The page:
I agree. For me, the change from single-core to multi-core happened for me as I moved away from Windows XP and into WIndows Vista. I've never really used a computer running Windows XP that had more than a single-core processor. Vista ran great with a Core 2 Duo @2.4GHz and 4GB of DDR2-800. My current media server is using a quad-core Xeon E5450 modded to work on LGA775 motherboard and 4GB of DDR2-800...and it works perfectly fine. My mother's PC is running a Core 2 Quad Q9650 (essentially the same as the E5450), 8GB of DDR3-1333, and a boot 240GB SSD paired with a 1TB storage HDD and it runs Windows 10 just fine. It started out with a Core 2 Duo and only 4GB of memory and it did actually work, though boot times were 3x longer without the SSD.
My Netbook has an Intel Atom N450 single-core 1.6GHz processor with hyper-threading (giving me only 2 threads) and it's running Windows 10 Home.... but it's horribly slow (obviously). It's so slow, even the SSD I use as the drive isn't really able to help outside of the first boot of the system. To use that netbook for anything, I have to start it up and then wait about 10 minutes for all background shit processes to finish grinding the system to a crawl. It also has only 2GB of DDR3 memory, so that probably has an effect on the system's slowness. Windows 7 Starter wasn't much better than Windows 10. In fact, W10 boots faster at least. I assume this netbook would be perfectly fine if I were to put Windows XP on it and put the old hard drive back in.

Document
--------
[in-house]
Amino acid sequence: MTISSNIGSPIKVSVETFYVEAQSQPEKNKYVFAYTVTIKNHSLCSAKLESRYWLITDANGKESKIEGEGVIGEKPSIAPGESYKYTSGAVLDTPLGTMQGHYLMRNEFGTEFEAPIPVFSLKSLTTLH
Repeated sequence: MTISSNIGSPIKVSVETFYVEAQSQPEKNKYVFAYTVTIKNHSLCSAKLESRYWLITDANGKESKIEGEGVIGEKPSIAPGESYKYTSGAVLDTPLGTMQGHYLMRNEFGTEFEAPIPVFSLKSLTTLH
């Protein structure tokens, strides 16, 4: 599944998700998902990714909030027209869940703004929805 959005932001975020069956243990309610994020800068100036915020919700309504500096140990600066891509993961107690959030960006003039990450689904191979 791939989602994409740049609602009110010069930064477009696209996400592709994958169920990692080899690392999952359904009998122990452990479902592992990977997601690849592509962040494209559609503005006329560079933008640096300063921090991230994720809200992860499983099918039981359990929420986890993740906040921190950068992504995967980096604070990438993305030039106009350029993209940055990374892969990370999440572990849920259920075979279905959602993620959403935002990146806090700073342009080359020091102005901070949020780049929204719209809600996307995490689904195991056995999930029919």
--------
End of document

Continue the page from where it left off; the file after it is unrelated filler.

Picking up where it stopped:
What does all that mean? I would say that Windows 10 - to be usable - would require AT LEAST a dual-core CPU and at least 4GB of RAM. Considering that lets you go all the way back to 2007/8, that's pretty impressive. It's also why I like poking around the LGA775 era tech, because they're still relatively cheap and you can build a working system with a modern OS... it just won't play 2019 AAA game titles, as you limit yourself to PCI-Express 1.1 speeds.